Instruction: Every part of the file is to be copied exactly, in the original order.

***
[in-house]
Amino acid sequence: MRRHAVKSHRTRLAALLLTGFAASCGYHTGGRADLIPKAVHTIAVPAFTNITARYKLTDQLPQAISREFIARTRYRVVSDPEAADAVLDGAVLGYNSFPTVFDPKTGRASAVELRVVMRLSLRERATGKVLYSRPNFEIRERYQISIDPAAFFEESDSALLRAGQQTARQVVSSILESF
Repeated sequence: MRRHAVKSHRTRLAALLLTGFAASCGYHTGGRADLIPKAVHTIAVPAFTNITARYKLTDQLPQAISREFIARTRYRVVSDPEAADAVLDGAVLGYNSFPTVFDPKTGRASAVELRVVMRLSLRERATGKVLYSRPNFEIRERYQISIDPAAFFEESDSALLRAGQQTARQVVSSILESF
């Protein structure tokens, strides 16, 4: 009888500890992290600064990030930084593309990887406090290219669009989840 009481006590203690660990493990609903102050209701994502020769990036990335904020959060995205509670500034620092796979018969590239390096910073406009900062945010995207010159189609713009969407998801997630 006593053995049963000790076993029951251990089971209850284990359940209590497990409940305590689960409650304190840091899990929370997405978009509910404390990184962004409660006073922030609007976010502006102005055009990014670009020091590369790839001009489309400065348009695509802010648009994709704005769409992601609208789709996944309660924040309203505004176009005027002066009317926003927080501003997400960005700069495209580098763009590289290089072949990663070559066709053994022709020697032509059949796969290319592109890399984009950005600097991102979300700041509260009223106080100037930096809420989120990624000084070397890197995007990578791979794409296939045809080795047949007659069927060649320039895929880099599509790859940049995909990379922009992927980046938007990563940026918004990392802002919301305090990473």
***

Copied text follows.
[in-house]
Amino acid sequence: MRRHAVKSHRTRLAALLLTGFAASCGYHTGGRADLIPKAVHTIAVPAFTNITARYKLTDQLPQAISREFIARTRYRVVSDPEAADAVLDGAVLGYNSFPTVFDPKTGRASAVELRVVMRLSLRERATGKVLYSRPNFEIRERYQISIDPAAFFEESDSALLRAGQQTARQVVSSILESF
Repeated sequence: MRRHAVKSHRTRLAALLLTGFAASCGYHTGGRADLIPKAVHTIAVPAFTNITARYKLTDQLPQAISREFIARTRYRVVSDPEAADAVLDGAVLGYNSFPTVFDPKTGRASAVELRVVMRLSLRERATGKVLYSRPNFEIRERYQISIDPAAFFEESDSALLRAGQQTARQVVSSILESF
């Protein structure tokens, strides 16, 4: 009888500890992290600064990030930084593309990887406090290219669009989840 009481006590203690660990493990609903102050209701994502020769990036990335904020959060995205509670500034620092796979018969590239390096910073406009900062945010995207010159189609713009969407998801997630 006593053995049963000790076993029951251990089971209850284990359940209590497990409940305590689960409650304190840091899990929370997405978009509910404390990184962004409660006073922030609007976010502006102005055009990014670009020091590369790839001009489309400065348009695509802010648009994709704005769409992601609208789709996944309660924040309203505004176009005027002066009317926003927080501003997400960005700069495209580098763009590289290089072949990663070559066709053994022709020697032509059949796969290319592109890399984009950005600097991102979300700041509260009223106080100037930096809420989120990624000084070397890197995007990578791979794409296939045809080795047949007659069927060649320039895929880099599509790859940049995909990379922009992927980046938007990563940026918004990392802002919301305090990473």